Simply Delightful Music from Another Son of Bach

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Serenity. © Charles Thibo

Those Bachs! Passionate musicians and accomplished composers all of them! Quite a family. Awe-inspiring, actually. Here’s another gem: Johann Christoph Friedrich Bach’s Sonata for Cello and Harpsichord in G Major (F. X/2). A wonderful piece of music to start into an early morning. Leaving the house with the sun just rising, driving through the countryside with Bach’s sonata in the ear – serenity.

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Judgment Day Cast in a Baroque Oratorio

Das Jüngste Gericht – a painting by Wassily Kandinsky from 1922.

Is it possible to make Man confront his many sins, to make him repent and to improve his behaviour? I have my doubts, and  maybe it is a sign of our time that the divine element has less and less place in our lives and can no longer serve as a moral beacon for many. Dieterich Buxtehude, a contemporary of Johann Sebastian Bach, however was a firm believer in the Lutheran god and expected the fear of Judgment Day being stimulating enough to encourage the citizen of Lübeck to repent and return to the right path. “Das Jüngste Gericht” (Judgement Day, BuxWV Anh. 3) is the title of an oratorio Buxtehude most likely composed for his Abendmusiken, the amateur concerts he conducted in Lübeck.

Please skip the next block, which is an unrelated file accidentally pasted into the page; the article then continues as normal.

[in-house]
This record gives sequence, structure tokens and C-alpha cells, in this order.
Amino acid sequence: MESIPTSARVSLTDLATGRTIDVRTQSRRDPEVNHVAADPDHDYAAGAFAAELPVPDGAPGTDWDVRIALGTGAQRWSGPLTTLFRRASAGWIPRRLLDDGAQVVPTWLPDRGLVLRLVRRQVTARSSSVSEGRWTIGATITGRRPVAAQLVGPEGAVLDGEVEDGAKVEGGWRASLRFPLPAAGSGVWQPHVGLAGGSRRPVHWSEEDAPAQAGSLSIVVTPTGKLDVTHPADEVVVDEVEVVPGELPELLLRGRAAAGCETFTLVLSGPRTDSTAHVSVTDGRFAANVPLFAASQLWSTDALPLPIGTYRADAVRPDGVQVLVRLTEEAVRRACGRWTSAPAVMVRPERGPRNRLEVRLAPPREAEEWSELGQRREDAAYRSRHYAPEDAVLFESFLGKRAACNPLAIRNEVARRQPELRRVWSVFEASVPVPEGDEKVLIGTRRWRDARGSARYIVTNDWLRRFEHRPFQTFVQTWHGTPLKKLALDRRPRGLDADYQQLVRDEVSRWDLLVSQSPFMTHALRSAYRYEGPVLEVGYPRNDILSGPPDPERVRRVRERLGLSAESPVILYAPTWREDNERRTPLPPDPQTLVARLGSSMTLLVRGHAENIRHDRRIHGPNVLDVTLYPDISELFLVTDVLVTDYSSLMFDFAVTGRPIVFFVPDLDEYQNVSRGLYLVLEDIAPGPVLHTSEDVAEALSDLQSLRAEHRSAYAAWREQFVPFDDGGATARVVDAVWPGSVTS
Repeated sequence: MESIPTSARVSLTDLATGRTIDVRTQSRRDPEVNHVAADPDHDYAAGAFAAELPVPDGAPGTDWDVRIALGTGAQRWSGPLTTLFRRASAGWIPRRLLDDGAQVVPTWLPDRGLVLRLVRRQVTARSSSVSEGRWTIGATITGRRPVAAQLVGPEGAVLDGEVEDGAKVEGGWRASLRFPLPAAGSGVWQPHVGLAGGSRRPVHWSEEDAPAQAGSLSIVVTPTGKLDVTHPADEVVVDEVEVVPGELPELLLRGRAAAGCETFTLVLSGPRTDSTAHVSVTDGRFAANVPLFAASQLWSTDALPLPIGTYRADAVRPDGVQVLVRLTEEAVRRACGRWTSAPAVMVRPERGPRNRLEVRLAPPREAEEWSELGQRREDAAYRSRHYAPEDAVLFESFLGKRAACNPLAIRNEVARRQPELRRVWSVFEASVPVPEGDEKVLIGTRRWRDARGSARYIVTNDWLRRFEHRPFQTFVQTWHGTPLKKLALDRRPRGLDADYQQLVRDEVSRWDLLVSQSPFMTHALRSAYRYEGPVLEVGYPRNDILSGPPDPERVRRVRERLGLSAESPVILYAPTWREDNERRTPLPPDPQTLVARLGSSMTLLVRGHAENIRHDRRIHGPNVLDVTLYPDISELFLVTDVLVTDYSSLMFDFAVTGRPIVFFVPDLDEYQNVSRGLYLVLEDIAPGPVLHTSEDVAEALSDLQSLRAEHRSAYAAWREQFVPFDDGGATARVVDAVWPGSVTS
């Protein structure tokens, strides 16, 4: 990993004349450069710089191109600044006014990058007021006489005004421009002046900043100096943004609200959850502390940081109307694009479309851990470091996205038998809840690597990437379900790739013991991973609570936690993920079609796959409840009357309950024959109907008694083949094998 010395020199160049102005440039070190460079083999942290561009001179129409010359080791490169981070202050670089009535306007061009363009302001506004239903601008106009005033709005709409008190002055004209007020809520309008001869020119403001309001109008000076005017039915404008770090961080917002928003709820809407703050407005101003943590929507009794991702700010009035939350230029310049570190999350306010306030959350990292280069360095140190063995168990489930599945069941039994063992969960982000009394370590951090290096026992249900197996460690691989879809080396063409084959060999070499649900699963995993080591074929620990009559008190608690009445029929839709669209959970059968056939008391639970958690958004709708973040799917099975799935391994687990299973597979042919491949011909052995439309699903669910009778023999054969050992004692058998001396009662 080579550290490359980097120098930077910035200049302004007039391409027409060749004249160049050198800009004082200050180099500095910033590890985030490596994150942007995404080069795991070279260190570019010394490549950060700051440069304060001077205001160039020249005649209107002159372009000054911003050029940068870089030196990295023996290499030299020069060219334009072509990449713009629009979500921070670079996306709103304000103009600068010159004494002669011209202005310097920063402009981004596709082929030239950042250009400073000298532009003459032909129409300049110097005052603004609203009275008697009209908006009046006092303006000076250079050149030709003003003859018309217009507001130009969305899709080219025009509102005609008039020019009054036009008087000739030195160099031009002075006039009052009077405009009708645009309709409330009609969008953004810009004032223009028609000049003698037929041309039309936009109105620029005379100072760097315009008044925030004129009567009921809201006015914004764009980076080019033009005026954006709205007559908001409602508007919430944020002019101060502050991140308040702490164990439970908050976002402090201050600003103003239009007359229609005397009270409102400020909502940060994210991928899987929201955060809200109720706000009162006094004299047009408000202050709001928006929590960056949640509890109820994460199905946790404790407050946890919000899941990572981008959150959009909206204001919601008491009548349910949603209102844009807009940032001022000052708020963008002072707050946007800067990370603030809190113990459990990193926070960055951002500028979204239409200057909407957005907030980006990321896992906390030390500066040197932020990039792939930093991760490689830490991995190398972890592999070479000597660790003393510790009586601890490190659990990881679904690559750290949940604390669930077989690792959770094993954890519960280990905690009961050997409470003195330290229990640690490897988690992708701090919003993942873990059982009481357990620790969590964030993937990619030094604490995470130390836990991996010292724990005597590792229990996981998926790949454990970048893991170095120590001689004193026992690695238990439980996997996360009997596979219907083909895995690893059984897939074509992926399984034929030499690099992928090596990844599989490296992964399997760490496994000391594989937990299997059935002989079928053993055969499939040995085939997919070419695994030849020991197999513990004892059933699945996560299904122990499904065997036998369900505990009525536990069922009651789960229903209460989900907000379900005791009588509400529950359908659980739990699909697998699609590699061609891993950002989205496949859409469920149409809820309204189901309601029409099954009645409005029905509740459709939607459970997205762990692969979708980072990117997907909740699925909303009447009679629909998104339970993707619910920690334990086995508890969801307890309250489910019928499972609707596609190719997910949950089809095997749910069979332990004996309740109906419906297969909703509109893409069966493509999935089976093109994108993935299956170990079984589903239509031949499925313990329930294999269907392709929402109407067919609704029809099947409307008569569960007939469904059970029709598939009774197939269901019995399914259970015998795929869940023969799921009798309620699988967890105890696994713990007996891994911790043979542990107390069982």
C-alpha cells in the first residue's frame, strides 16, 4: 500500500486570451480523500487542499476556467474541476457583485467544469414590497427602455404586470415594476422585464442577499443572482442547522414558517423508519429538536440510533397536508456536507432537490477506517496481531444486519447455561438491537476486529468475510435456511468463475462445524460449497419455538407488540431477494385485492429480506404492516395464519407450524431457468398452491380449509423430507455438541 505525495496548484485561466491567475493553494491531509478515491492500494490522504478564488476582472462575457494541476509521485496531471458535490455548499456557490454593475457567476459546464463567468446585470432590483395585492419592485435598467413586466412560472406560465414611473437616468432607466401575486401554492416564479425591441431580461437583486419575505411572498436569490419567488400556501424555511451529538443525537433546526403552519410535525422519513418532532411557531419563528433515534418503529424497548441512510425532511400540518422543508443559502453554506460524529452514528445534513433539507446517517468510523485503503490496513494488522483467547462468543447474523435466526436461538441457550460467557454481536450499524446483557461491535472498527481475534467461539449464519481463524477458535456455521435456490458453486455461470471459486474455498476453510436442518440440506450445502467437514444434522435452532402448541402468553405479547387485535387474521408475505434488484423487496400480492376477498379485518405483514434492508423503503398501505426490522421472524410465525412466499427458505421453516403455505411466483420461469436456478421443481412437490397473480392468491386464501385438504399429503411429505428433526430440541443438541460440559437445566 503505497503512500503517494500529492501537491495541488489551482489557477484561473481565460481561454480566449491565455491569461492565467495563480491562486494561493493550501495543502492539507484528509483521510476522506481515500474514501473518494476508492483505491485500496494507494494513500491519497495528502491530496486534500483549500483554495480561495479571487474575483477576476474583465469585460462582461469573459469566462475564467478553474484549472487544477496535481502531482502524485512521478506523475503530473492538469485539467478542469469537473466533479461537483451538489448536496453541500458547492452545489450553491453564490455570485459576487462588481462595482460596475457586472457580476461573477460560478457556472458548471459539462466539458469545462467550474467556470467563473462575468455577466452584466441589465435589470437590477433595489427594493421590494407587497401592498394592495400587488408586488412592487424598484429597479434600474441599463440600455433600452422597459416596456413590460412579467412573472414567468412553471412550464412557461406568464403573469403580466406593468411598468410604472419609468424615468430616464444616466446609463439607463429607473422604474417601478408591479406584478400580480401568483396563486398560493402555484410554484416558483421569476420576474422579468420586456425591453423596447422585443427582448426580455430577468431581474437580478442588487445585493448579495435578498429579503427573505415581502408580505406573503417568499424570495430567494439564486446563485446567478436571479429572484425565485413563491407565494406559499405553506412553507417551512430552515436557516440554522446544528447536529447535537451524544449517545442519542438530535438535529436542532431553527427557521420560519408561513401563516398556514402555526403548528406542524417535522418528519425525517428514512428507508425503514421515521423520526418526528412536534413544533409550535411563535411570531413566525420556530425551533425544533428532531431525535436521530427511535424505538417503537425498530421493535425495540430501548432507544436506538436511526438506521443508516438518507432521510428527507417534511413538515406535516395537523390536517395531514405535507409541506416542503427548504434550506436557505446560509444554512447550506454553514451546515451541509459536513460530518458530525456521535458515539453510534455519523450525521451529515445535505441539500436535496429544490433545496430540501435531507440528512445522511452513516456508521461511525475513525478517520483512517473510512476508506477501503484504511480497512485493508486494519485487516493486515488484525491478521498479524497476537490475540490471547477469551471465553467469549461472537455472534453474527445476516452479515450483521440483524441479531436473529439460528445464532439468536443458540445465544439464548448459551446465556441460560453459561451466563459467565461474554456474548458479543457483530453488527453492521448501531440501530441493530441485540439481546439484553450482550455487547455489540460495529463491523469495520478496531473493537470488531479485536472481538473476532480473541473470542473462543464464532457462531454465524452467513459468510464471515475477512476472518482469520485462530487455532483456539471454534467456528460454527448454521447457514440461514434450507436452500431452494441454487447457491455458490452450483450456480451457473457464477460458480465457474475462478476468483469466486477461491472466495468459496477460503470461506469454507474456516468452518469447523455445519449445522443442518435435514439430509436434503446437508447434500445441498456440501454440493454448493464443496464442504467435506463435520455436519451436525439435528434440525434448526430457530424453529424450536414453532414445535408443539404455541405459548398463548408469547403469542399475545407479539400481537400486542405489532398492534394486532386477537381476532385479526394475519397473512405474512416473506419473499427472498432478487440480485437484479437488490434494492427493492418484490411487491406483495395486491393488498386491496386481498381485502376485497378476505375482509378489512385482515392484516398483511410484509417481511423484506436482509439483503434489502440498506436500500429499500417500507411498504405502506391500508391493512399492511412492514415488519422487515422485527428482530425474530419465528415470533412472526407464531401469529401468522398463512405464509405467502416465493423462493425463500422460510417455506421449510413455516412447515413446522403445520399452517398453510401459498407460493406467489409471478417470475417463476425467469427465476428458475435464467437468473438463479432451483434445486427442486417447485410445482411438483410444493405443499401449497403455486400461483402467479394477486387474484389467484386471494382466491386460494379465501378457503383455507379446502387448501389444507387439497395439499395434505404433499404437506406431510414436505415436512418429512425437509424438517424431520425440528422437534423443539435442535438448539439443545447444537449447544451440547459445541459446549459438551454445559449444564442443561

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The Quest for Harmony – Now and Then

Equilibrium restored. © Charles Thibo

A peaceful morning after a stormy night. A thunderstorm has battered the countryside during the night, torrential rain and gusts replaced the almost unbearable heat. Equilibrium has been restored. But it is unstable and easily disturbed. In the papers I read more and more often about droughts – in Western Europe. Farmers are suffering considerable losses, drinking water is becoming scarce. Our planet is a fragile thing and our climate is even more fragile. Will humanity be able to preserve this delicate equilibrium?

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Listening to the Rain, Listening to Vivaldi

The next morning… © Charles Thibo

I remember that night in Rome. It had been hot, extremely hot for several days. The air stood still, and combined with the exhaust fumes of the cars, buses and motorcycles, the atmosphere was suffocating. I refrained from breathing as good as I could and only by 10 o’clock in the evening, I would start to feel at ease. But this night was different. When I returned to my hotel after work, I saw those towering clouds in the south-west. By the time I sat down for dinner at the Piazza delle Coppelle, the sky had turned black. By the time I got off the tram, the first gusts blew the dust the street. And I had to run. Fast. Just as I made it to the hotel, big raindrops started to fall evolving into a torrential rain that lasted several hours into the night. What a relief! I lay on my bed, breathing the fresh, cool air and I listened to Vivaldi’s Violin Concerto in B Minor, RV 390. How good it felt, how incredibly good.

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